This short piece is a reply to Dr Reuben Steff’s insightful new article about geopolitics and strategic risks to New Zealand on Newsroom: https://www.newsroom.co.nz/nz-cant-kick-the-can-on-global-crises
Great piece Reuben, and I largely agree with your assessment. The confidential nature of New Zealand’s National Risk Register is frustrating especially for those wanting to contribute to research, idea generation and strategy on catastrophe resilience. It seems that the decision of the government has been to keep ‘bad news’ quiet rather than foster a national culture of strategic planning and resilience (compare Sweden, Switzerland, Netherlands, Norway).
There was some public work in the 1980s on nuclear impacts (which applies to other hazards too such as trade isolation, great power war, climate altering volcanic eruptions, etc). Recommendations for a ‘Phase II’ project to understand vulnerability and resilience were tabled but killed by security officials. Apparently, it was in the best interests of New Zealand to keep resilience thinking secret or non-existent. Yet you don’t buy house insurance because you’re planning for a house fire, you buy it because a fire would be unbearable.
Given that this information is not public, our new project (Aotearoa NZ Catastrophe Resilience Project) looks to start to create ‘modules’ similar in nature to those that might be found in National Risk Register but covering catastrophic and existential threats. Societal prioritisation processes across all risks, are only possible if the thinking is transparent. We further plan to begin crowdsourcing strategic solutions from industry, the public sector and academia.
There are those beyond NZ who care about NZ’s resilience. These are found in the long-termist community that values humanity’s future. An impartial moral stance sees the most worthwhile thinking to be location agnostic, and a rationalist perspective seeks (and finds in eg NZ) optimal targets for developing human resilience. Leveraging this thinking, and its local proponents, could lead to a think tank on NZ resilience issues (eg your Aotearoa NZ Resilience Initiative) catalysed by proof of concept from this and earlier work. We also favour a ‘Parliamentary Commissioner for Extreme Risks’ to look across this set of issues.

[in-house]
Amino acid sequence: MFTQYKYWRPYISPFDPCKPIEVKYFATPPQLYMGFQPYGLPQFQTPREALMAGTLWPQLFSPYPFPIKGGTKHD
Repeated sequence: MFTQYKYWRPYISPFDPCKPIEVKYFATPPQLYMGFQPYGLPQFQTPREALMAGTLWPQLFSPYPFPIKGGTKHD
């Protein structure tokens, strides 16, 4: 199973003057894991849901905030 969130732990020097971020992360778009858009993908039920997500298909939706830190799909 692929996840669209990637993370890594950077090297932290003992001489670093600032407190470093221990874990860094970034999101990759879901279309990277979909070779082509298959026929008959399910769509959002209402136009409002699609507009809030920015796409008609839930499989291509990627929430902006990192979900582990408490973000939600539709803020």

Regional collaboration will be important if there is decay of global interconnectedness. New Zealand should re-evaluate its regional trade mix. In particular, NZ should probably ensure complementary rather than competitive industry with Australia.
This exciting new work to try to uncover vulnerabilities and crowdsource solutions for 2023 rather than 1987, and using processes such as Delphi to generate a ‘big 10’ approach, could be insightful. There are some obvious contenders, for example diesel is still needed to feed the country (production, processing, distribution). The recent murmurings about onshoring fuel stockpiles are initial token gestures (eg converting 20 days operational reserve into 24 or 60). This might buffer a 90-day trade hiccup, not a years-long disconnection. Local production, or alternative infrastructure would be better (think Southland green hydrogen, increased production of biofuels – it is disappointing to see Marsden Refinery closed and Z-Energy pulling back from biofuel production at the same time).
But I don’t want to prejudge solutions, our project is taking some initial steps to start extracting them, and hopefully generate some interesting leads which the funder might want to pursue via think tank in a Public/Private/longtermist-NGO collaboration. I welcome anyone interested to get in touch.